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Family fighting for the future of a historic Black church in Addison

Family fighting for the future of a historic Black church in Addison
Family fighting for the future of a historic Black church in Addison 04:16

ADDISON ( — A historic Black church in North Texas seeking to continue its nearly 140-year legacy is facing opposition from both neighbors and city officials. 

White Rock Chapel is in the southeast corner of Addison on Celestial Road, close to where the Dallas North Tollway intersects with Belt Line Road. 

The small white church, designated a historic site by the Texas Historical Commission, is now surrounded on all sides by multi-million-dollar homes. 

"This neighborhood has grown up around this church that has been, at least in the area, going on now almost 150 years," said owner Donald Wesson. "This is a place that in the African-American community is literally hallowed ground." 

White Rock Chapel was founded by five formerly enslaved families in 1865. 

"They committed that they would work together to earn money to buy land for a church," he said. "Took them 19 years. In 1884, they went back to a man who had enslaved them, and he agreed to sell them the land, which is a really unusual decision for the time."

The plantation owner not only helped them build the first church, but often worshipped alongside them. 

Floods forced the congregation to relocate to nearby land, the current property, in 1918. Storms destroyed the new building and fire the next, but still, they persevered. 

"So this church has operated on this lot since 1918 and has continued to meet as a church up until the time we purchased it in August of 2018," said Wesson. 

He and his family wanted to keep the history alive and build on White Rock Chapel's legacy as spiritual gathering place.

"We thought the neighborhood and even the town would say, 'Hallelujah. How can we help you?'" Wesson said. "The response was exactly the opposite."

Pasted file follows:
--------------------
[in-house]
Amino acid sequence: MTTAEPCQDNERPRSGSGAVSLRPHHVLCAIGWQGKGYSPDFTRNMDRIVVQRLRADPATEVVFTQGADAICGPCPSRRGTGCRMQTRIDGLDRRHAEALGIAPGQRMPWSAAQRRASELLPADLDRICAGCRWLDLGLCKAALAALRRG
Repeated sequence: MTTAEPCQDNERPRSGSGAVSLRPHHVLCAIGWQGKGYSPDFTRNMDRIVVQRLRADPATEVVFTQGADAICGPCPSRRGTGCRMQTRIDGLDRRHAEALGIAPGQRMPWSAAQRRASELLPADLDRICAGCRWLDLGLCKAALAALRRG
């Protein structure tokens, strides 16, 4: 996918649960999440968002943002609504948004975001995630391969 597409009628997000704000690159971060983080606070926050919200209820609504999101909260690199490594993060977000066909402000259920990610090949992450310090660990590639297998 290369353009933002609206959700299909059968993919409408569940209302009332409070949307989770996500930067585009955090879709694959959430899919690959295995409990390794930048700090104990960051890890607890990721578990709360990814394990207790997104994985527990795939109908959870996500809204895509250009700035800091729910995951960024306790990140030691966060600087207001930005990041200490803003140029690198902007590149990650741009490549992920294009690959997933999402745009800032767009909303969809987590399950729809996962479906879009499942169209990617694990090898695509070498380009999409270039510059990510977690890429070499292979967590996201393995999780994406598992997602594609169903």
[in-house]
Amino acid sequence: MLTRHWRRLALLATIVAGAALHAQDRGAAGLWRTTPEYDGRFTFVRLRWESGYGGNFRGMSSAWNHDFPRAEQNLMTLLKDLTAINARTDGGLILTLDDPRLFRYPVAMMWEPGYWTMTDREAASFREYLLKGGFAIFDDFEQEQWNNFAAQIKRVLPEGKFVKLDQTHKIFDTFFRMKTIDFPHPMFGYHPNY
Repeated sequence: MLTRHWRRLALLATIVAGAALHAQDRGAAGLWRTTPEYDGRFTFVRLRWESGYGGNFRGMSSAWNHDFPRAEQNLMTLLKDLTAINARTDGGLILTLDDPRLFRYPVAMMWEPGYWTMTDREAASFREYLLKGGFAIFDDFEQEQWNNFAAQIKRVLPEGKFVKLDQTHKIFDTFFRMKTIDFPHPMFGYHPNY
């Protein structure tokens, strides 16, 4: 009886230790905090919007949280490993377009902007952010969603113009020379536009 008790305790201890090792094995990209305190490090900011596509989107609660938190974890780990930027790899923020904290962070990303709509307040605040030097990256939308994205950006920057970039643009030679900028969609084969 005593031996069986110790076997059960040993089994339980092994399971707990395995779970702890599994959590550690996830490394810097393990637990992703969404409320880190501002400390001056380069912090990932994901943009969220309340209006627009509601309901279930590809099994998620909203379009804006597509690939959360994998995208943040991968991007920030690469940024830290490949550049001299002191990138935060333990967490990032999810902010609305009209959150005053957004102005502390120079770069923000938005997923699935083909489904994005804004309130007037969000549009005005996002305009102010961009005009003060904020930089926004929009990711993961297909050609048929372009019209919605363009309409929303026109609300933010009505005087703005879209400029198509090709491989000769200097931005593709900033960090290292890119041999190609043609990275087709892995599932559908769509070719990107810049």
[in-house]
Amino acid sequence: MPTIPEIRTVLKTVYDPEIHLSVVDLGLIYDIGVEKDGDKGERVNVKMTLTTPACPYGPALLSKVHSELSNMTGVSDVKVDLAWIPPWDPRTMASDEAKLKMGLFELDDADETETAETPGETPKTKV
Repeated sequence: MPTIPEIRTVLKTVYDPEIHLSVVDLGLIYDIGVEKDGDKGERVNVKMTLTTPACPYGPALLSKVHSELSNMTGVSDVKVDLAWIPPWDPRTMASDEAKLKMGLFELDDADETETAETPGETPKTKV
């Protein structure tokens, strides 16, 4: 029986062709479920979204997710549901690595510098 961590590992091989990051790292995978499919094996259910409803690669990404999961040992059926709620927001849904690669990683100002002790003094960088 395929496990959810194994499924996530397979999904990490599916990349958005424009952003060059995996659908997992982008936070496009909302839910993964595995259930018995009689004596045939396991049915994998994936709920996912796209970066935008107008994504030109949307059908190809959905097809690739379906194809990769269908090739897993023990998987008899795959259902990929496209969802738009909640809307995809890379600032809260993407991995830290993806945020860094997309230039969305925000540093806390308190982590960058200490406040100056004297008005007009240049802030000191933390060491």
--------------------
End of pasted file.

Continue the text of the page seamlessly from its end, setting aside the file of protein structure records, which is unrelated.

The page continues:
When the Wessons gutted the inside of the church to begin remodeling, they applied for permits from the town. That process started a two-year battle with neighbors who oppose their plans. 

"We had a small quiet Black church that all of the neighbors embraced," neighbor Howard Freed wrote in a statement to CBS News Texas. "We would all be happy to support that again. The Wessons have visions of grandeur for this site which would disrupt our neighborhood and probably hurt our property values…We do not want an active church or any commercial entity in the middle of our neighborhood." 

Freed and other homeowners cited traffic and safety concerns, given there are only two entrances in and out of the neighborhood. 

Close to 100 neighbors signed a petition against the church's special use permit, which triggered a provision requiring a supermajority of the town council to approve it. 

"They fell one vote shy of that," said Jeremy Dys, an attorney with the First Liberty Institute, a legal organization dedicated to defending religious liberty. 

Dys says White Rock Chapel is now unable to operate. He and his team are prepared to fight for the church's right to exercise religious freedom, and they sent a demand letter to the town this week. 

"If we have to go to court, we will be successful in keeping them here for another hundred years," Dys said. "Here we are in 2023 America, where we have neighbors saying, 'We don't want a church in our backyard, especially if it's that African-American church that's across the way from my mansion.' That's wrong and it needs to stop." 

Both Dys and Wesson are hopeful they can all find a way to move forward. 

"I can't emphasize enough that we very much want to be good neighbors," Wesson said. 

White Rock Chapel's congregation set the example, when descendants of men and women who were enslaved came together with those who enslaved them. 

"Our vision for the church was and remains to build on that historic legacy of reconciliation, and to allow—not just Addison, but the State of Texas and the nation—to know and lift up this history," said Wesson. 

The town of Addison released the following statement on the latest developments with the church: 

"The Town of Addison has been a longtime supporter of the White Rock Chapel and we appreciate the Wessons' passion for its revival. As part of the zoning process, the Town notifies owners within 200 feet of the property under discussion. When more than 20 percent of those notified file a written protest with the Town, as was the case with the White Rock Chapel, the request needs to be approved by a three-fourths vote of the Council. This is considered a supermajority vote that requires approval by six out of seven members. The Addison City Council was not able to reach the supermajority approval needed for the proposed zoning request to pass in its current form. However, Council did vote to waive the one-year waiting period for refiling which allows the Wessons the opportunity to bring forward a new request at any time." 

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